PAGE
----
(Photo courtesy of RAPP/Reza Amirul Juniarshah)

Tougher Peatland Regulation: What Does It Mean for Pulp and Paper Industry?


OCTOBER 25, 2017

Jakarta. The state of peatlands around the world has come under spotlight, especially for the way it reflects the inexorable progress of climate change, especially the proliferation of forest fires and losses of biodiversity.

In Indonesia, peatlands are also home to plantations producing key commodities like palm oil, and pulp and paper.

President Joko "Jokowi" Widodo has been paying more attention to the protection and management of peatlands after Indonesia was condemned by the international community for failing to rein in forest fires in Sumatra and Kalimantan in 2015 that sent choking haze to several of its Southeast Asian neighbors.

A year later, the government took several concrete steps to protect peatlands all over the country and regulate their use, despite complaints from industry players who want to exploit every inch of peatlands in the country.

In January 2016, the government established the Peatland Restoration Agency (BRG) led by Nazir Foead, a former conservationist with the World Wide Fund.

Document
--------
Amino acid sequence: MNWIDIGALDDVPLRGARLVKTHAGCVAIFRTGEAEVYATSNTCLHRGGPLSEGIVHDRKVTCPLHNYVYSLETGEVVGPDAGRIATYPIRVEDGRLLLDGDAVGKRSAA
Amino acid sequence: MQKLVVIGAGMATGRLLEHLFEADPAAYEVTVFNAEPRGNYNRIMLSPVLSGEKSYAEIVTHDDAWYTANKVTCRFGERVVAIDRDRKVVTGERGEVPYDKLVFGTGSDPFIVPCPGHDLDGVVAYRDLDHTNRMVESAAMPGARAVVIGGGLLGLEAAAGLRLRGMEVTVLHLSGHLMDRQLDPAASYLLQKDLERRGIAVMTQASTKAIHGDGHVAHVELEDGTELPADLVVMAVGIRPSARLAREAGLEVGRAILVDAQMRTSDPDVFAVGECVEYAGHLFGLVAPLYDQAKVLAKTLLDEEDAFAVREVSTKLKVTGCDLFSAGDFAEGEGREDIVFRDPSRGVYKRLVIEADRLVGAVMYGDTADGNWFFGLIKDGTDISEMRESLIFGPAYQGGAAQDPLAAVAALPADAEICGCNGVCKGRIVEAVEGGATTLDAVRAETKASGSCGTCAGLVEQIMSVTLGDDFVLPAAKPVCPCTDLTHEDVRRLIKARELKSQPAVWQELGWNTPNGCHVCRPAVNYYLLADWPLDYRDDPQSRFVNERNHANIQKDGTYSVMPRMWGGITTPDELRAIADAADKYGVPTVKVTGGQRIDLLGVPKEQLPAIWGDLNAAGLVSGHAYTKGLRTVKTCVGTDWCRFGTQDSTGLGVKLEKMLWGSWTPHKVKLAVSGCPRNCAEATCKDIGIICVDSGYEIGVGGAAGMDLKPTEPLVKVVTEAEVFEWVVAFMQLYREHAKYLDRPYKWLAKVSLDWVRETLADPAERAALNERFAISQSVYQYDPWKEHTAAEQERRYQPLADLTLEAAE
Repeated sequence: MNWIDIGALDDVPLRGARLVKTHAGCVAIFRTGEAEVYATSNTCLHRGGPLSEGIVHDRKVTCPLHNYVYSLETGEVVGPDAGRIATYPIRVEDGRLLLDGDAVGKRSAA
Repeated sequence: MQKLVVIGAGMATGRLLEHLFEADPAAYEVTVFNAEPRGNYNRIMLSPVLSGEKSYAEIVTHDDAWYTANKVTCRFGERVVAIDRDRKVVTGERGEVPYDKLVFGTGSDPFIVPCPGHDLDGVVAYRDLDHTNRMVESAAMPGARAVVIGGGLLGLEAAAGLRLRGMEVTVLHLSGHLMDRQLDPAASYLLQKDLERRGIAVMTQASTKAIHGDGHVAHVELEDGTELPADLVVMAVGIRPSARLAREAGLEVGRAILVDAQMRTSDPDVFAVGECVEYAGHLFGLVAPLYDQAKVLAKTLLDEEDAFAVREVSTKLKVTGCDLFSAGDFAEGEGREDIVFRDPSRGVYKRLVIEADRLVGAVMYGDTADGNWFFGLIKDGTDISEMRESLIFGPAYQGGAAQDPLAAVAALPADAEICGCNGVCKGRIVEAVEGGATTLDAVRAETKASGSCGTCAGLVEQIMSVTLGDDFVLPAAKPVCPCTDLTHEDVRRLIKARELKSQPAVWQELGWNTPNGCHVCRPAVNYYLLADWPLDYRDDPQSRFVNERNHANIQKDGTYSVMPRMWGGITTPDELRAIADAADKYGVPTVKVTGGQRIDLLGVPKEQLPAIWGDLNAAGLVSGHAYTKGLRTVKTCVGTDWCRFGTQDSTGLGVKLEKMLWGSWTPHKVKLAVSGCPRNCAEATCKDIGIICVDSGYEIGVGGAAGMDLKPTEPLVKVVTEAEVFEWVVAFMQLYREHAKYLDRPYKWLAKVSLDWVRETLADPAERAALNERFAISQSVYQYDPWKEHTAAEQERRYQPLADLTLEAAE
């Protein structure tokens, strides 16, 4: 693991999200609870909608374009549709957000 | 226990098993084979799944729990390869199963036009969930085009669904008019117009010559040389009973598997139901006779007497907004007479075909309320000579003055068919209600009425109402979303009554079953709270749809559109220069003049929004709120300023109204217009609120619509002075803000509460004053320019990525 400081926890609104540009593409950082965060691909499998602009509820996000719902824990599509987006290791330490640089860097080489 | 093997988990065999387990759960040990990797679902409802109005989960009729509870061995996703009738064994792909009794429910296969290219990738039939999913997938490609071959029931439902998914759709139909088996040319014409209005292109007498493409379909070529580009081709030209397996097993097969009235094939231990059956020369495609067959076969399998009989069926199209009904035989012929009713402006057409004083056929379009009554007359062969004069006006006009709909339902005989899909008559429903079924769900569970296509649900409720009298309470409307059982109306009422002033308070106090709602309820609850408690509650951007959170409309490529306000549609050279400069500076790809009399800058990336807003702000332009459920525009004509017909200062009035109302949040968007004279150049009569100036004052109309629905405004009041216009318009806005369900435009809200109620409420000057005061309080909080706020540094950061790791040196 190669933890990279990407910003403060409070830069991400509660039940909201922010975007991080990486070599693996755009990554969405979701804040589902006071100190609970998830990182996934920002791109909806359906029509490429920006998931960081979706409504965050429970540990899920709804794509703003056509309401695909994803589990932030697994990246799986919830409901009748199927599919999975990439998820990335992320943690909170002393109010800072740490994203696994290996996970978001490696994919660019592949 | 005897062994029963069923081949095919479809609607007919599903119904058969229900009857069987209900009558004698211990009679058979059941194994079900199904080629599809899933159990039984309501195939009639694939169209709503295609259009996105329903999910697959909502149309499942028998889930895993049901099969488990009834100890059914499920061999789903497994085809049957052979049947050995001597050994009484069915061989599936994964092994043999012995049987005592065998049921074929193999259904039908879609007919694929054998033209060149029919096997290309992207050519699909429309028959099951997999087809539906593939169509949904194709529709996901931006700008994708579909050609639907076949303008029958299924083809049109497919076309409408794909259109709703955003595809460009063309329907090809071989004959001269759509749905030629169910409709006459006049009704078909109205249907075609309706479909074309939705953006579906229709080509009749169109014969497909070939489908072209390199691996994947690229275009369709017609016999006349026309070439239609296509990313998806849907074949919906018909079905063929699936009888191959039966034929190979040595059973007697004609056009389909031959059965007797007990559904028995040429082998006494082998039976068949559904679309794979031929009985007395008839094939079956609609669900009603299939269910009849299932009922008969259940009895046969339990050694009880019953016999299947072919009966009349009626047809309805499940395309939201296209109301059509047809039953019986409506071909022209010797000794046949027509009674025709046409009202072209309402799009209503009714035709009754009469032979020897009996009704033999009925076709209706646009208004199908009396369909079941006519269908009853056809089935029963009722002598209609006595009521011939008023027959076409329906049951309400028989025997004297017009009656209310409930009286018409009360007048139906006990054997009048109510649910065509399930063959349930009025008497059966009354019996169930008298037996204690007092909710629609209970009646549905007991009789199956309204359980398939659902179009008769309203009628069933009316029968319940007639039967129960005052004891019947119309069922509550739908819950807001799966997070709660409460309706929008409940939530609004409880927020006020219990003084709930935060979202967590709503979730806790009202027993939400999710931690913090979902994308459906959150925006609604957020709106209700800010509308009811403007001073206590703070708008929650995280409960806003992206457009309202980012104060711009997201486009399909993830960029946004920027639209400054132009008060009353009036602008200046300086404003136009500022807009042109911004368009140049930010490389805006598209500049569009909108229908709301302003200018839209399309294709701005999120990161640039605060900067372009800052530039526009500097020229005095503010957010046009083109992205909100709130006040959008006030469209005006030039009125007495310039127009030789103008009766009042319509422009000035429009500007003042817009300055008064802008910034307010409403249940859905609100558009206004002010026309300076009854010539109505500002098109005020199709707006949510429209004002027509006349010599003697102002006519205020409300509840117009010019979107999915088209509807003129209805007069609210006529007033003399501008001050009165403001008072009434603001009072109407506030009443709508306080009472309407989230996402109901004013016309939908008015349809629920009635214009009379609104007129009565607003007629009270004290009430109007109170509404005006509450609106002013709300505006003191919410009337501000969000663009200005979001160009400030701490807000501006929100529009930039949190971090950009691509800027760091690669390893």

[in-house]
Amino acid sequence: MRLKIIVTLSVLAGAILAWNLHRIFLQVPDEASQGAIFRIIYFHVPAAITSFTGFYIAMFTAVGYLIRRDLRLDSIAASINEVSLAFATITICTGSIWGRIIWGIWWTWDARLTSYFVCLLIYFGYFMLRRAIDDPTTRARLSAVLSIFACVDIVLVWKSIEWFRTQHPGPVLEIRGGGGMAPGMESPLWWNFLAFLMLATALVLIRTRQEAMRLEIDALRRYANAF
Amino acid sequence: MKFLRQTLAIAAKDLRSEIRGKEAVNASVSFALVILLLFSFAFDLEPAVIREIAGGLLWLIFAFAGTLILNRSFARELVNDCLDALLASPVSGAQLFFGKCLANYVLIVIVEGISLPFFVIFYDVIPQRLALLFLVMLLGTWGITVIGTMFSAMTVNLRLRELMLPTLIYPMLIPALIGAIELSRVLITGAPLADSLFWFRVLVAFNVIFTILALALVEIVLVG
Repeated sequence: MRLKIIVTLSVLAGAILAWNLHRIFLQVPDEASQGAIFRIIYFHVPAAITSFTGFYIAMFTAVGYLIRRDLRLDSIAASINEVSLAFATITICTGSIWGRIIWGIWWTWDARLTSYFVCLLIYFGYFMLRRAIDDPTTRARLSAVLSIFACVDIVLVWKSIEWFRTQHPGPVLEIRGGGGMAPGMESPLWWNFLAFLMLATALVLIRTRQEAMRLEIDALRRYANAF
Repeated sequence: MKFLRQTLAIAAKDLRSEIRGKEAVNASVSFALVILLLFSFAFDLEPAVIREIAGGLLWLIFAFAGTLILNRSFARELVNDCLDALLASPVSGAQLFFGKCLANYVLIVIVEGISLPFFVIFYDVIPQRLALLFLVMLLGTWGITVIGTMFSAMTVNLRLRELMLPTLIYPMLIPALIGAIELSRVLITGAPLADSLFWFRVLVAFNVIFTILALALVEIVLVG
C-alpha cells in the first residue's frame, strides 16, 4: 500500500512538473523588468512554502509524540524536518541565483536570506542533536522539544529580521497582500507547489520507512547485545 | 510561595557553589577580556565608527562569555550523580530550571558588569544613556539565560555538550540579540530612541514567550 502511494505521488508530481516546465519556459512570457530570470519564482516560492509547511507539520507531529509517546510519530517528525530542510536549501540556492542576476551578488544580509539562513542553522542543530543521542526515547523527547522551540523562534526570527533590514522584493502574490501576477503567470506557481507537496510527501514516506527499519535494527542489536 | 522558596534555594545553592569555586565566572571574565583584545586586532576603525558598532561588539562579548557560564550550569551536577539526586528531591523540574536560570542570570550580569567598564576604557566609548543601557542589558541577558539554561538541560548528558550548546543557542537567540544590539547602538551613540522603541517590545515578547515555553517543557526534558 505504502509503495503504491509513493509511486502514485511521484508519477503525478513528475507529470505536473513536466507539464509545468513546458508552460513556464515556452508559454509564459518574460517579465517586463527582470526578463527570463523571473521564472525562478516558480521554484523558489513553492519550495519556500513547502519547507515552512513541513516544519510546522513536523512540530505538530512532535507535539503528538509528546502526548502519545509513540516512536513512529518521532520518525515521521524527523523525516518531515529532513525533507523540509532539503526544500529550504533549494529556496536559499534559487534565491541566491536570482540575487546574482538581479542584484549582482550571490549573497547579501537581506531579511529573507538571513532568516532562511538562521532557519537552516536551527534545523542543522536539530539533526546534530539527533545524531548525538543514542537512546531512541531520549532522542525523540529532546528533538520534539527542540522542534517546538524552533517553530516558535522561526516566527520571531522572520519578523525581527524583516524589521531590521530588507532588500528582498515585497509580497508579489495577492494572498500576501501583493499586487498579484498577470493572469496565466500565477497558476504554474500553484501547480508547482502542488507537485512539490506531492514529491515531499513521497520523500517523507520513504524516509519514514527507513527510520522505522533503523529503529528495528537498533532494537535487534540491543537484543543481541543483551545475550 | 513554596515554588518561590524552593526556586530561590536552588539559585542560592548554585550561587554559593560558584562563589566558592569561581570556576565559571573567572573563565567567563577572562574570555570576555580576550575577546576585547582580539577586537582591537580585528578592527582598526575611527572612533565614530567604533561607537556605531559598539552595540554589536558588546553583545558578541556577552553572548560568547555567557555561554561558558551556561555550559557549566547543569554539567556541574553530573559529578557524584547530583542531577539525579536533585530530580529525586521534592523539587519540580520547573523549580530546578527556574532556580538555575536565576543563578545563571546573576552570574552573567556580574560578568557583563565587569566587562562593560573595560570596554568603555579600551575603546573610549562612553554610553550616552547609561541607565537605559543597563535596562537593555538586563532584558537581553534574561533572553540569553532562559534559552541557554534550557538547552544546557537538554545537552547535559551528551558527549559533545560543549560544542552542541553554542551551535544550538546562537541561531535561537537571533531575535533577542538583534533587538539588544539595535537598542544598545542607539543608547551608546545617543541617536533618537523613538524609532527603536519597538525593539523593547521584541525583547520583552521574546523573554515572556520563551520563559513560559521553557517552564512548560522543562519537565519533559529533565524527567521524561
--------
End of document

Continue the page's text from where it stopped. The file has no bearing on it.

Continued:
The BRG is tasked with helping to restore peatlands in seven provinces: Riau, Jambi, South Sumatra, West Kalimantan, Central Kalimantan, South Kalimantan and Papua. The agency has set a target to restore around 2.1 million hectares of degraded peatland in those provinces by 2020.

Jokowi also signed Government Regulation (PP) No. 57/2016 in December last year — an amendment to the earlier Government Regulation No. 71/2014 — on the protection and management of peatland ecosystems.

JG Infographic JG Infographic

The Environment and Forestry Ministry has also released a number of regulations to provide technical details for governing cultivation activities in peat.
Specifically crucial for industrial forest concession holders is ministerial decree No. 17/2017, which provides a guide for companies to comply with the government's new peatland protection framework.

The pulp and paper industry has been roundly blamed for causing environmental disasters — forest fires, destruction of biodiversity — and social problems, such as conflicts over land ownership.

However, the industry also claims it has a significant stake in people's welfare and the Indonesian economy. The Jakarta Globe interviewed Aryan Wargadalam, chairman of Indonesian Pulp and Paper Association (AKPI) — which harbors the largest pulp and paper producers in the country, about the claim in an extended interview.

The following is an excerpt of the full interview:

Do you think the Environment and Forestry Ministry's decree No. 17/2017 hampers growth in the pulp and paper industry?

In the regulation, there are articles, the implementation of which could have a significant effect on the pulp and paper industry. The articles are:

1. Article 8E, verse 1: "If a cultivation ground has been transformed into peatland conservation area, it can be harvested only once [more] and cannot be sown again."

2. Article 8G, verse 1, verse 2 and verse 3: "If more than 40 percent of a block of land has been used or marked to become a peatland conservation area, a land swap deal can be proposed."